This study examines six projects under the International Fund for Agricultural Development's (IFAD) Adaptation for Smallholder Agriculture Program (ASAP), in three principal ecosystems of the Asia and Pacific region: a mountainous region, wetlands and a river delta. It derived four main recommendations for improving the design and effectiveness of adaptation projects both in the region and elsewhere. These projects in the region offer a host of valuable lessons that can be applied in the design and implementation of other climate change adaptation projects targeting smallholder farmers and rural communities around the world.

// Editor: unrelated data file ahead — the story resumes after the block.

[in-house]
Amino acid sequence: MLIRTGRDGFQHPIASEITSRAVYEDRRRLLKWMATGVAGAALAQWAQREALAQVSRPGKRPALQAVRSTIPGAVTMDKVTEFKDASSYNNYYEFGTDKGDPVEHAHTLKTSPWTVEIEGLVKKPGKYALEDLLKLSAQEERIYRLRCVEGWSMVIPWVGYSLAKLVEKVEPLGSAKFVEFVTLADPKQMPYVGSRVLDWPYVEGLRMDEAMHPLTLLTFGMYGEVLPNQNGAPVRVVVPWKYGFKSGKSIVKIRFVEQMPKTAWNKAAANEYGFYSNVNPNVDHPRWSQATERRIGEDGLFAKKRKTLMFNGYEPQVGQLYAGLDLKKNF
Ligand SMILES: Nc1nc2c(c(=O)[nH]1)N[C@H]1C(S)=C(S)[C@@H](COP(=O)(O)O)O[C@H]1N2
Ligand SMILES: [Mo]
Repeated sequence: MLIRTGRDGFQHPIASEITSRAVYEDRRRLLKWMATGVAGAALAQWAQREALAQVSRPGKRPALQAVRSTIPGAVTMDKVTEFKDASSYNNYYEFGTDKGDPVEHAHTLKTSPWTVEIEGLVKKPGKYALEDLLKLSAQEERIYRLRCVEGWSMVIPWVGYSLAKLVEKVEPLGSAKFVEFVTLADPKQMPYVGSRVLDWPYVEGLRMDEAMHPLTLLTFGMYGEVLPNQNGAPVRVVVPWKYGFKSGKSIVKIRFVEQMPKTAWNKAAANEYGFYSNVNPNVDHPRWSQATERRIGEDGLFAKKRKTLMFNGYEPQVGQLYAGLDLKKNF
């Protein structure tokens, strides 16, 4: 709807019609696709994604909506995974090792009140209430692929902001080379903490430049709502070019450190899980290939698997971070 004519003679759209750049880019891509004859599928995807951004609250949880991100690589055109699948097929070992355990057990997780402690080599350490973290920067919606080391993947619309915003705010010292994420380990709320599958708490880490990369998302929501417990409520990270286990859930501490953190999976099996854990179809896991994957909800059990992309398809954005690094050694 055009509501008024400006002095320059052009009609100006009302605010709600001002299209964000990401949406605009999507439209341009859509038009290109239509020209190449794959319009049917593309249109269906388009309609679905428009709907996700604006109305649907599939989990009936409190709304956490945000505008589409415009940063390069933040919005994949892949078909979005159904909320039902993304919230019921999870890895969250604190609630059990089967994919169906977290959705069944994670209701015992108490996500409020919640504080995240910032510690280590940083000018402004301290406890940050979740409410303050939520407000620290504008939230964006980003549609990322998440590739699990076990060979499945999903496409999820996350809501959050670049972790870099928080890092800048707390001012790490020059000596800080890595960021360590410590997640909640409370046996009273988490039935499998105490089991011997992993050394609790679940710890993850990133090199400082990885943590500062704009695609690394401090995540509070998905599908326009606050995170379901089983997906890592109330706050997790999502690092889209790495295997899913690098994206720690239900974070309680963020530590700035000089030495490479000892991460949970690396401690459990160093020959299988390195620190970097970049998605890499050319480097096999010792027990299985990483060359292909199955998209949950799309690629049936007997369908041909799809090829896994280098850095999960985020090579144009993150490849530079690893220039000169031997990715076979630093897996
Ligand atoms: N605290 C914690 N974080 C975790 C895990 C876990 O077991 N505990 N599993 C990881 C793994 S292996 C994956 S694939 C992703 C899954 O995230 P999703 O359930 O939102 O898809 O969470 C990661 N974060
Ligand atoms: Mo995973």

The study derived four main recommendations for improving the design and effectiveness of adaptation projects both in the region and elsewhere. Firstly, acting fast and using technology to speed the assessment of climate change risks and impacts, and draw upon the experience, knowledge and creativity of local people. Secondly, use public-private partnerships to add value to and speed uptake of solutions invented by local people. Thirdly, successful adaptations will be spontaneously adopted in rural communities – provided constraints are removed and finance is available. Fourthly, information and communication technology platforms introduced to support climate-resilient initiatives also protect against other adverse events, including pandemic disruption.